Manataba Messenger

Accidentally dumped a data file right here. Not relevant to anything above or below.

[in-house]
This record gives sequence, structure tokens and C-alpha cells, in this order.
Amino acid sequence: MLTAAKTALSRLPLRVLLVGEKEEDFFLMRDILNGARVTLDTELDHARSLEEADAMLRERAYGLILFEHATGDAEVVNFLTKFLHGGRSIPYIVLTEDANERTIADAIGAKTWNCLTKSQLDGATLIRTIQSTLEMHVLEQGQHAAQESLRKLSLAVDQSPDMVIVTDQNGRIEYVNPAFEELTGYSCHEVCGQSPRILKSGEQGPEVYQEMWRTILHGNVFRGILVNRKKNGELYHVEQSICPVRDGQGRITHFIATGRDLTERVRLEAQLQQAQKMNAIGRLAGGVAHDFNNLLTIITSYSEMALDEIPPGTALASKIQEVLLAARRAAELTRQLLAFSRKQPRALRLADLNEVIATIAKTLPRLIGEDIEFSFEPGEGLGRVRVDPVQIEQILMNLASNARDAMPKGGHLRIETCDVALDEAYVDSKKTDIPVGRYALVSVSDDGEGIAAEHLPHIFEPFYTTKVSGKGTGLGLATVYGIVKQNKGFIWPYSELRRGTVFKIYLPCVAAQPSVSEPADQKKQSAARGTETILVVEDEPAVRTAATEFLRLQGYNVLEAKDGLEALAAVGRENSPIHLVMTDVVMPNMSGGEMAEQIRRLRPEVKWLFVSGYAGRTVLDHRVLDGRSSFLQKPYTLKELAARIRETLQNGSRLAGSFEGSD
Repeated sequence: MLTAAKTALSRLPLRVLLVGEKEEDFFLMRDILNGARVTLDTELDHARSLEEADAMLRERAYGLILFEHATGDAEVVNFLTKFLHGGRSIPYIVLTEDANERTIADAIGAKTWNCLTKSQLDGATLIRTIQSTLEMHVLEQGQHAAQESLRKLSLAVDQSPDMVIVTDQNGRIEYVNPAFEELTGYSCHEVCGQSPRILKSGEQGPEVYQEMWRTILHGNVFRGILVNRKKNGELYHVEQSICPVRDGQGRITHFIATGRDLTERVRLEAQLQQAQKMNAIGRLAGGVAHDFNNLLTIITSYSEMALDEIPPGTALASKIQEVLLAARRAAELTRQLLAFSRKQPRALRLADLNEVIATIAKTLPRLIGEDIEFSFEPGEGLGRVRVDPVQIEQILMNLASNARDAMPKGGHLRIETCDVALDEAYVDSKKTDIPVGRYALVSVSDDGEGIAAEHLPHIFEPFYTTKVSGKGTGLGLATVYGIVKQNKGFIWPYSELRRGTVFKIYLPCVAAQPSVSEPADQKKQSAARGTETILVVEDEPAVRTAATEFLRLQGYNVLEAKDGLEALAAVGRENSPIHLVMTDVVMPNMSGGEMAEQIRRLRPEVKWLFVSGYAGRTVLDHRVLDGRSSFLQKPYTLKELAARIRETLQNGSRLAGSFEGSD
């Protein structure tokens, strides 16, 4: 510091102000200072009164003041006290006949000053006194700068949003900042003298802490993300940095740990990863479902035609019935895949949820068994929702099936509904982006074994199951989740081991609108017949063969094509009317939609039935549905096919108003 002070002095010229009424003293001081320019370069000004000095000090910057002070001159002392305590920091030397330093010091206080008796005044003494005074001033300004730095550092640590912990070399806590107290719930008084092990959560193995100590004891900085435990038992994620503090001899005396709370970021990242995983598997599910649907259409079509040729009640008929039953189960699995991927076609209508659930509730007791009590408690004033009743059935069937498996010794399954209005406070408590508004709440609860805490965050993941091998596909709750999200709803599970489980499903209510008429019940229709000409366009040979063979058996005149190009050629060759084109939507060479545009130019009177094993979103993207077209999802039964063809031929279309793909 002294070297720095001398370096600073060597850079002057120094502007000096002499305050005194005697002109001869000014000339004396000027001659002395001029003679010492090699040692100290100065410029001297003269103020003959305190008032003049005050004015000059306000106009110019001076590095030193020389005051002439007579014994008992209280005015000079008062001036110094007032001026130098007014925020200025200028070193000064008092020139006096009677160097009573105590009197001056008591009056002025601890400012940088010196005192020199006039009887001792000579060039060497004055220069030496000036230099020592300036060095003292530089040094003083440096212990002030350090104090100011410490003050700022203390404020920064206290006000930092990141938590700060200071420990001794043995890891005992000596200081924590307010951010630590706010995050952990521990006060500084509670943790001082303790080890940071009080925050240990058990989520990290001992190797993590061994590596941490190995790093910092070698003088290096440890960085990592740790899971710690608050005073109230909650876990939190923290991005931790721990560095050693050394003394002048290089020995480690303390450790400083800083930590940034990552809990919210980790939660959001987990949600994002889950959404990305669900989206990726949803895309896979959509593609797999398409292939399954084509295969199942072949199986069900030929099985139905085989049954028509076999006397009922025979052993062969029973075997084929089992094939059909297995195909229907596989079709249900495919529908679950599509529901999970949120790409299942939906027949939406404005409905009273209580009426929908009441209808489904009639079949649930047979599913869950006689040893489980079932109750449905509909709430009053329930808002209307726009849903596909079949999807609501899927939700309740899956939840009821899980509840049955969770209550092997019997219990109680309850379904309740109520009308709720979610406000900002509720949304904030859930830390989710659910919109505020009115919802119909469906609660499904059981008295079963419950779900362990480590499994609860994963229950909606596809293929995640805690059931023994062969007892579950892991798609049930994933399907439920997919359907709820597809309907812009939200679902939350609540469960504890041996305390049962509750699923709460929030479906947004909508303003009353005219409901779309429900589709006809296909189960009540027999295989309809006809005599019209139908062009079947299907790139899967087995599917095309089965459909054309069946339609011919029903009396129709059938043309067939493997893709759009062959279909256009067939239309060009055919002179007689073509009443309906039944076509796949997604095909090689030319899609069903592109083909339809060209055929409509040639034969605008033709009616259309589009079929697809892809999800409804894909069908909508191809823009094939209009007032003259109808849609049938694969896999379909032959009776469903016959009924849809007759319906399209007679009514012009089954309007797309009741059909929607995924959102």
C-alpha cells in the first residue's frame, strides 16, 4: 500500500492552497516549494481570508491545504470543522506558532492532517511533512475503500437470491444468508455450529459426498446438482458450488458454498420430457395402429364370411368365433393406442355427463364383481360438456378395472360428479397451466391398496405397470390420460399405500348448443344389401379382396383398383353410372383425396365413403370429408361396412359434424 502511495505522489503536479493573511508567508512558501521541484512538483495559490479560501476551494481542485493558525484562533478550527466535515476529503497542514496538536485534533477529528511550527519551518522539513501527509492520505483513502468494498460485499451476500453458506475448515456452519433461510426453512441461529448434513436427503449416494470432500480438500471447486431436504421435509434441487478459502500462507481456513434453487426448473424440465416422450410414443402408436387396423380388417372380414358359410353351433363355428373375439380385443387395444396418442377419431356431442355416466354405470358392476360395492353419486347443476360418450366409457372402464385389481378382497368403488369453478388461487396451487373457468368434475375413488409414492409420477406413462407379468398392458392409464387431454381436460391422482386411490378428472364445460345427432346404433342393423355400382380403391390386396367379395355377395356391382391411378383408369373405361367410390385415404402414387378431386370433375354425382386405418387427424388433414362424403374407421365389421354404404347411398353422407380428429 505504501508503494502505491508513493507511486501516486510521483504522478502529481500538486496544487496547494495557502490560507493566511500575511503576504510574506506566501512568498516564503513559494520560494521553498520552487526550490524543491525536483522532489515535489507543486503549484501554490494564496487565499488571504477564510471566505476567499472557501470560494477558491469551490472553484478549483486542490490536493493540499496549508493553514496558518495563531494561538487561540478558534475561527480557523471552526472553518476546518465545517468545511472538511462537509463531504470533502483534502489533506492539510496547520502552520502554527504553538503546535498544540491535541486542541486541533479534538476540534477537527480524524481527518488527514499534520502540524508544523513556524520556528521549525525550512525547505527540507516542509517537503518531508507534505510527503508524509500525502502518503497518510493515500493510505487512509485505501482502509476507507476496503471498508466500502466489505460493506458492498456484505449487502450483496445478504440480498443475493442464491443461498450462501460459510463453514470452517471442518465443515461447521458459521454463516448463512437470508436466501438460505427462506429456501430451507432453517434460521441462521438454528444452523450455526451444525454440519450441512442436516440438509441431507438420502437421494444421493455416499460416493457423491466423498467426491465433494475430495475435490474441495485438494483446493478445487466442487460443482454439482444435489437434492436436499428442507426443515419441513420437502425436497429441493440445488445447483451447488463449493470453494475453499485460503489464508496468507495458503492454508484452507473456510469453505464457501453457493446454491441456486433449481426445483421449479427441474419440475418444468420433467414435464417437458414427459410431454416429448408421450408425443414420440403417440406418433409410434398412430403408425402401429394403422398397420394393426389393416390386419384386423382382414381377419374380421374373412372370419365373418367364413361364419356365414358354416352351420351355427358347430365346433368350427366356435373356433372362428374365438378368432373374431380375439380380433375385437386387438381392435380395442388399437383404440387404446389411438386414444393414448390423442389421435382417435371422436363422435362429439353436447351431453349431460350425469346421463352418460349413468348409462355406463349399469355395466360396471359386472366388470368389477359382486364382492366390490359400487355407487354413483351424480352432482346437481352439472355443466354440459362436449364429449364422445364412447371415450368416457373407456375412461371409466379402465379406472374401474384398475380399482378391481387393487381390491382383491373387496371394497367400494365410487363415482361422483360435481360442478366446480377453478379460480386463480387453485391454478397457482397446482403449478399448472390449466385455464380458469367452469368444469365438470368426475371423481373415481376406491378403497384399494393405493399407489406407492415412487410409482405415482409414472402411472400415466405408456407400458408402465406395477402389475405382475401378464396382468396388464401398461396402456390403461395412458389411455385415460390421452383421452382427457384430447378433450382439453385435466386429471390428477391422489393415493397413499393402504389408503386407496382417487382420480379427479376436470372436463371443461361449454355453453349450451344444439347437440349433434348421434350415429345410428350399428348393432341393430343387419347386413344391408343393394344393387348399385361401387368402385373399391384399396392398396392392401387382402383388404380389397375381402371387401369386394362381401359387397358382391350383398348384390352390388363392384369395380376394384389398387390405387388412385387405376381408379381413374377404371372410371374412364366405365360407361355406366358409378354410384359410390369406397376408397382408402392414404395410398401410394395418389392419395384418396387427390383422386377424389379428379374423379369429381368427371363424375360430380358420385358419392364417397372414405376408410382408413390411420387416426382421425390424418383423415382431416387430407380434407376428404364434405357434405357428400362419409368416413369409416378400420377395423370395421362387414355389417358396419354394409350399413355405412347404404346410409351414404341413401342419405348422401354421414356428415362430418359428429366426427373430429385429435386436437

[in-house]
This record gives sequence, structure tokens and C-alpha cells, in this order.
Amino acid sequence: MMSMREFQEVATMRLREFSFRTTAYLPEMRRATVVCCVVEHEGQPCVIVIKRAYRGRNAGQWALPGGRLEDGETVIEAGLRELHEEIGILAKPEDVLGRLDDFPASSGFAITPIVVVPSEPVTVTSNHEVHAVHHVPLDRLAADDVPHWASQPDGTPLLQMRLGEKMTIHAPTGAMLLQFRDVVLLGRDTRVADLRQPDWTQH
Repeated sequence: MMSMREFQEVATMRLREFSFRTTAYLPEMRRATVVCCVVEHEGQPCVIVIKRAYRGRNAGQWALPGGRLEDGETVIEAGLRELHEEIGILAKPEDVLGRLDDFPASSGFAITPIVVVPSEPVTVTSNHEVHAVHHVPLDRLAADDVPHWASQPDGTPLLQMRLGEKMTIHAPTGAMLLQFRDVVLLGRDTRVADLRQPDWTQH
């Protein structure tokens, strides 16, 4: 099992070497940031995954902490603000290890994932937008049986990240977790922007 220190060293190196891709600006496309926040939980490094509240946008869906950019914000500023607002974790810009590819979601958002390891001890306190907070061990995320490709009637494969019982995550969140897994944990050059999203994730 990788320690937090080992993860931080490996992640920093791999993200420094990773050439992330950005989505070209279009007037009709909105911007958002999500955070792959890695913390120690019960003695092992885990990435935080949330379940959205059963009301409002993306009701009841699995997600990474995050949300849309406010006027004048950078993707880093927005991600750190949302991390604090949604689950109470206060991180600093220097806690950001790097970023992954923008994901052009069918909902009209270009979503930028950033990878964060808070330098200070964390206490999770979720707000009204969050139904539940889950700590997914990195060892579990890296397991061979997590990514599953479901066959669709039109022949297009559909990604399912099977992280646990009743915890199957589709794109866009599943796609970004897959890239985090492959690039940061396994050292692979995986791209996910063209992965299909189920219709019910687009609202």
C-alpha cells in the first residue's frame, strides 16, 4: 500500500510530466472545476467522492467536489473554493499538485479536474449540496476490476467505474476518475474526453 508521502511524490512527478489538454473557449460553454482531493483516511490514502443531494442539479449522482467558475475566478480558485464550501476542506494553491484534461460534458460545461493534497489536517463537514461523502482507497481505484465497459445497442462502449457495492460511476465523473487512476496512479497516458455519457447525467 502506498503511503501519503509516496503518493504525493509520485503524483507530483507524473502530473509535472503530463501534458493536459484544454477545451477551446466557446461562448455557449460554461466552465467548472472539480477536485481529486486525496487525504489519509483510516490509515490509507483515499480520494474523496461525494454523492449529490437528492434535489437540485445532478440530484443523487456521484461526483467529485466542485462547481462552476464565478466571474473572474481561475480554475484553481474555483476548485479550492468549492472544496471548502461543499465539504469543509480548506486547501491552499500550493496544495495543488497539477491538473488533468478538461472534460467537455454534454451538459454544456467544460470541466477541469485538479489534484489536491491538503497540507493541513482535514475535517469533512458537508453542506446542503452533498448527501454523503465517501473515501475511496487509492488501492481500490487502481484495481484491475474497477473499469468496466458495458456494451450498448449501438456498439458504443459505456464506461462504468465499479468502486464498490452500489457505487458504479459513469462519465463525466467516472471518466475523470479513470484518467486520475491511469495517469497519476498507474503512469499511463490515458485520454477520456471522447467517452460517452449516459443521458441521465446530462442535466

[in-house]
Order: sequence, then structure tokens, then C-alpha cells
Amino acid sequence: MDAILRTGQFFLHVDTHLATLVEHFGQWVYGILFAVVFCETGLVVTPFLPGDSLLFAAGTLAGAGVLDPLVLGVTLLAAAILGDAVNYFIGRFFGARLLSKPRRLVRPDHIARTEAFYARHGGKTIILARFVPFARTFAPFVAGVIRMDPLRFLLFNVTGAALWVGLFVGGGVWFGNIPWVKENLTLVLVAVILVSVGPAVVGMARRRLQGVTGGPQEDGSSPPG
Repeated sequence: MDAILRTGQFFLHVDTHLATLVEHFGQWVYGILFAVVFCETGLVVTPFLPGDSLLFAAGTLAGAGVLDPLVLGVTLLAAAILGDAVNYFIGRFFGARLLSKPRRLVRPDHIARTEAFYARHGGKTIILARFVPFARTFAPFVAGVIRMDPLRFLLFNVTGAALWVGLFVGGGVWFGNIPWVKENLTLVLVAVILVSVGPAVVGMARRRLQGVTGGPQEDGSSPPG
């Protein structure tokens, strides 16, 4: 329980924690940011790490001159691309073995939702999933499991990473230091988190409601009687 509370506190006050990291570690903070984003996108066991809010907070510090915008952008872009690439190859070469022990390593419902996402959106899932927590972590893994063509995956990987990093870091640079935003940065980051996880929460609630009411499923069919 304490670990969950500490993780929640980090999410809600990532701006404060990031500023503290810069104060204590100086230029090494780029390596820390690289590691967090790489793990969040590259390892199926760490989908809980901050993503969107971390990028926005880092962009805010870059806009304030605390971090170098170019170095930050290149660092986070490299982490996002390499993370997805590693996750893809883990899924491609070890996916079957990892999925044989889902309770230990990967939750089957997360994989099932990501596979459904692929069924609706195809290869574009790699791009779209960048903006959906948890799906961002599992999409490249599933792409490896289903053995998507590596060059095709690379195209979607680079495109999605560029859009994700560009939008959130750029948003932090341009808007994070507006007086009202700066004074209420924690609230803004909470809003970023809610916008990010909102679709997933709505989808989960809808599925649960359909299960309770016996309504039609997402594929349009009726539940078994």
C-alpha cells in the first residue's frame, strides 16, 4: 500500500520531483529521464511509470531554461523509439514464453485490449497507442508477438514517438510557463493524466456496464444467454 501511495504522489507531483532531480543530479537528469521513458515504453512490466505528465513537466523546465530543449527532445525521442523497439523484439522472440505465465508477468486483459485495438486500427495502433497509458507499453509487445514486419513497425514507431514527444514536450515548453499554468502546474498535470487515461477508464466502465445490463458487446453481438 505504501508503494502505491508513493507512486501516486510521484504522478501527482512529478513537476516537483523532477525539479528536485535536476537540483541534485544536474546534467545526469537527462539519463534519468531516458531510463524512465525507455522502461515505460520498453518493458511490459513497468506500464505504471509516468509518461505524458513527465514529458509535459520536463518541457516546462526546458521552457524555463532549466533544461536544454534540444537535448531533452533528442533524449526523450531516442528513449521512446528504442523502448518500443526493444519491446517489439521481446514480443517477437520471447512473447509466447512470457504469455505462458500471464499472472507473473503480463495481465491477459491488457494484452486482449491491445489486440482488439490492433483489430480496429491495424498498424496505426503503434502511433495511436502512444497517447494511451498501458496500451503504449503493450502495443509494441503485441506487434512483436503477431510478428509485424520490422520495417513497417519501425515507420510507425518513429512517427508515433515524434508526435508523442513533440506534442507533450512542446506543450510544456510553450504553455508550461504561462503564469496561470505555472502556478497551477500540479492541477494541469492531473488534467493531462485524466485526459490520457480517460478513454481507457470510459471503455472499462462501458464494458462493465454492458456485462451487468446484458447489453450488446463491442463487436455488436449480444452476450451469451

Page 23 Copyright 2020 The Colorado River Indian Tribes (CRIT) formerly known as the Colorado River Indian Reservation, was brought into American existence in 1865 when the United States by Act of Congress officially recognized their idea of the captured boundary of the Mohave peo- ple; which is what still exists today although, their original boundaries extended all the way into Mexico. The Colorado River Indian Tribes is now made up of a total of four tribes, the Mohave, Chemehuevi, Hopi and Navajo and enjoys a vibrant cultural community of members, unlike any other tribe. The current tribal population is 4,535 members. The Manataba Messenger is the official publication of the Colorado River Indian Tribes with headquarters and publication address on the Colorado River Indian reservation and within the State of Arizona. As such, it is the publication legally qualified to publish official legal notices as required by law. (A.R.S. 39-201,202,203,204,205). MANATABA MESSENGER (USPS 035-994) is published monthly by the Colorado River Indian Tribes, Mohave Road and 2nd Avenue, Parker, Arizona, 85344, and is a division under CRIT Media & Communications. FREE SUBSCRIPTIONS ARE GIVEN TO OFF RESERVATION TRIBAL MEMBERS ONLY AND ALL CRIT TRIBAL MEMBERS OVER THE AGE OF 50 YEARS OLD REGARDLESS OF RESIDENTIAL LOCATION. Tribal members write a formal request to CRIT Manataba Messenger, c/o Subscriptions 16600 Mohave Road, Parker, AZ 85344, please include your full name, address, contact phone number and tribal identification number. Currently, the newspaper publishes 3,800 per month to the members of the Colorado River Indian Tribes. The Manataba Messenger is proud to be printed on recyclable paper and ink, by a company that is committed to an environmentally safe production process, education, and policy. Editorials and articles are the sole responsibility of the authors and do not necessarily reflect the opinion, attitude or philosophy of the MANATABA MESSENGER or the Colorado River Indian Tribes. MANATABA MESSENGER does not assume responsibility for unsolicited materials and does not guarantee publication of any content upon submission. MANATABA MESSENGER reserves the right to reject any material or letter submitted for publication. MANATABA MESSENGER reserves the right to refuse, amend, withdraw, or otherwise deal with all ADVERTISEMENTS submitted at their absolute discretion and without explanation. MANATABA MESSENGER does not endorse any product or services accepted as advertisement for the newspaper. All contributions received @: MANATABA MESSENGER 26600 Mohave Road, Parker, AZ 85344 Email: Phone: (520) 238-2969 NO PART OF THIS PUBLICATION MAY BE REPRODUCED WITHOUT FULL WRITTEN CONSENT FROM THE COLORADO RIVER INDIAN TRIBES OFFICE OF THE ATTORNEY GENERAL. ALL VIOLATORS WILL BE PROSECUTED TO THE FULL EXTENT OF THE LAW. Ivy Ledezma Wowasi Wast’e Win Mohave, Fort Mohave, Oglala Lakota Colorado River Indian Tribal Member Publisher/Editor 10 Ways to Deal With Depression Without Medication By: Nancy Schimelpfening It's often recommended that depression be treated with a combination of medication and therapy. But, not everyone wants to take medication. If you want to feel better with- out taking depression medication, these 10 strategies might help. For many people dealing with depression, prescription medications can be wonder drugs. Antidepressants, espe- cially selective serotonin reuptake inhibitors (SSRIs) like Prozac (fluoxetine) and Zoloft (sertraline). They can have side effects and can be expensive, depending on your health insurance coverage. There are many ways to counter some of the symptoms of depression that don't involve prescription medications. If you have depression and would like to try handling it without drugs, or if you'd like to supplement your antide- pressant with other tactics, check out these alternatives and then talk to your doctor about which might make sense as part of your treatment regimen. Natural Alternatives to Manage Depression Always take symptoms of depression seriously as depres- sion doesn't just go away on its own. While there are many things you can do to support your mental health, don't try to handle your symptoms alone. Talk to your doctor and discuss some of the self-help strategies that may help your treatment. GET MORE SLEEP Sleep and mood go hand in hand. Get too little of the for- mer, and the latter is bound to flag (whether you have depression or not). Make sure you have what sleep experts call "good sleep hygiene." This means you keep consistent bedtimes and wake-up times, your bedroom is set up for sound sleep (it's dark, quiet, and uncluttered), you have a relaxing bedtime rou- tine that doesn't involve sitting in front of a screen, and so on. The relationship between sleep and depression can be complicated. Not only is poor sleep thought to contribute to the onset of depression, but depression may then cause poor quality sleep. Whether you can't seem to get any sleep or can't seem to stop sleeping, there are steps you can take to try to improve the quality of your sleep. •Give yourself a period to unwind before you go to bed; do something relaxing and avoid stressful tasks or thoughts. •Go to bed at the same time each night, and set the alarm so that you wake at the same time each morning. •Have a consistent bedtime routine. •Turn off your devices and try reading a book for a few minutes. Also, try to spend a little time outside each day, even on days when you are tempted to draw the shades and hide indoors. Light plays an important role in regulating sleep cycles and circadian rhythms, so a lack of sunshine may be making it more difficult to sleep at night. CUT BACK ON CAFFEINE Coffee, tea, soda, and even chocolate are filled with caf- feine. It's ok to indulge in a reasonable amount of caffeine in the morning, but if you do, don't consume caffeine after late afternoon, so it doesn't interfere with sleep. If you do tend to rely on caffeine, try cutting back gradu- ally to avoid unpleasant symptoms of caffeine withdraw- al. When you are craving a soda or cup of coffee, try going for a short walk around the block instead. GET MORE VITAMIN D There's some evidence that a deficiency of this critical nutrient could play a role in depression. If you aren't get- ting enough vitamin D through your diet and lifestyle (like sun exposure), ask your doctor if you should try tak- ing a supplement. Certain nutrient deficiencies can play a role in depression symptoms. If you are having difficulty spending time outdoors or overcast weather conditions make it hard to get sunshine, a supplement may be useful. GO NATURAL For treating mild to moderate depression, dietary supple- ments such as St. John's Wort, S-adenosylmethionine (SAM-e), and 5-Hydroxytryptophan (5-HTP) may be worth a try. Research has shown that St. John's wort is more effective than a placebo at relieving symptoms in those with mild- to-moderate depression. Be careful with these substances, though. Don't take any of them without checking with your doctor first. Just because they're available without a prescription and are said to be natural doesn't mean they're always safe. TAP YOUR SPIRITUALITY No need to join a church, synagogue, or mosque (although certainly for many people dealing with depression, reli- gion can be an impactful source of support). But simple daily practices such as meditation or adding to a list of things you're grateful can help boost mood and overall well-being. Meditation can have a range of beneficial effects, such as lowering stress levels and helping people become more aware of their thoughts and reactions. There are many different types of meditation, but you can get started with a simple meditative exercise: Sit comfortably, close your eyes, breathe naturally, focus on how your body feels while you breathe, when your mind wanders, redirect attention back to your breathing GET MORE EXERCISE This doesn't mean train for a marathon, but it does mean putting in a half-hour or so of low-intensity activity each day, which is effective in improving mood and quality of life. Even better, take it outdoors. Fresh air and sunshine are especially healing for folks dealing with a unique form of depression known as seasonal affective disorder (SAD). (With Fall seaon here we can now get out more often.) While research has shown that regular physical activity can be effective in both the prevention and treatment of depression, it can be hard to start an exercise habit when you're depressed. Lack of energy and low mood may mean you feel too tired to get up and get active. Some things that you can try to stick to your habit: •Enlist a friend. Ask a loved one to walk with you or do another form of exercise at least a few times a week. Having the support of a friend can not only help get you into a routine, but it can also help you maintain those social connections when you are feeling down. •Remind yourself of the benefits. Getting started is tough, but doing it will help you feel better in the long-term. •Start small. Try walking for just a few minutes each day, then work on gradually increasing your walks. AVOID ALCOHOL Alcohol in and of itself is a depressant. Oddly enough, drinking can interfere with sleep, and quality sleep is a key to battling the blues. While alcohol might seem like a quick fix to escape what you are feeling, it can make the symptoms of depression feel much worse. Not only that, but it can decrease inhibitions and potentially lead to risky behaviors and bad decisions that can have long-term con- sequences. If you have been misusing alcohol or other substances and need help quitting, talk to your doctor. You may have an alcohol or substance use disorder. Withdrawal symptoms may temporarily worsen symptoms of depression, so you may need extra assistance as you go through this process. EAT 'GOOD MOOD' FOOD What you put in your mouth can have a direct effect on how you think and feel. Some foods that may be beneficial when you have depression: •Fish: Research has found that people who ate a diet high in fish were less likely to have symptoms of depression. Fish are high in omega-3 fats, which help neurotransmit- ters such as serotonin work in the brain. •Nuts: Nuts are also a good source of omega-3 fats, and one study indicated that people who ate walnuts were 26% less likely to have symptoms of depression. •Probiotics: Research is increasingly pointing to a connec- tion between gut and brain health. Foods high in probi- otics include yogurt, kefir, kimchi, and kombucha. CHANGE YOUR THOUGHTS Thinking good thoughts can help you feel good. Your thoughts truly do have a direct bearing on your mood and your health. If you're struggling with negativity, see a therapist to help you learn ways to counter it. Learn to Recognize Negative Thinking Sometimes these thoughts can be obvious, such as times when you berate or criticize yourself. Other times, they can be more subtle. You might find yourself engaging in things like catastrophizing or all-or-nothing thinking. Catastrophizing involves always anticipating negative outcomes. All-or-nothing thinking means that you think of things as either successes or failures. Once you get bet- ter at recognizing these cognitive patterns, you can start working on some healthier replacements. Reframe Your Thoughts When you find yourself having a negative thought, con- sciously reframe it in a positive way. For example, you might replace something like "This will never work" with something more positive such as, "Here are a few things that I can try that will help me get started." Shifting your focus to your strengths and abilities can help you maintain a more positive mindset. GET A HANDLE ON STRESS Some stress-relieving activities that you might want to incorporate into your daily life include: •Deep breathing: A few minutes to slow your breathing and focus your attention on your body at the moment can help you get a better handle on your worries. •Exercise: Regular physical activity is a great way to blow off steam. •Progressive muscle relaxation: This process involves intentionally tightening muscles throughout the body, holding that tension for several counts, and releasing that tension until the muscles are completely lax. CRIT Behavioral Health Services (BHS) (928) 669-3256 Tribal Warm Line: 1-855-728-8630 (Ad on Pg.22) 24/7 Crisis Hotline: 1-866-495-6735 Suicide hotline: 1-800-273-8255 or text start to: 741741. SAMHSA Disaster Distress Hotline: 1-800-985-5990 or text TalkWithUs to 66746. The pandemic, according to the data, affects people ages 18 to 29 more, with 42 percent reporting anxiety and 36 percent depression. The second most-affected age group was people 30 to 39, with 34 percent reporting anxiety and 28 percent depression. -NIH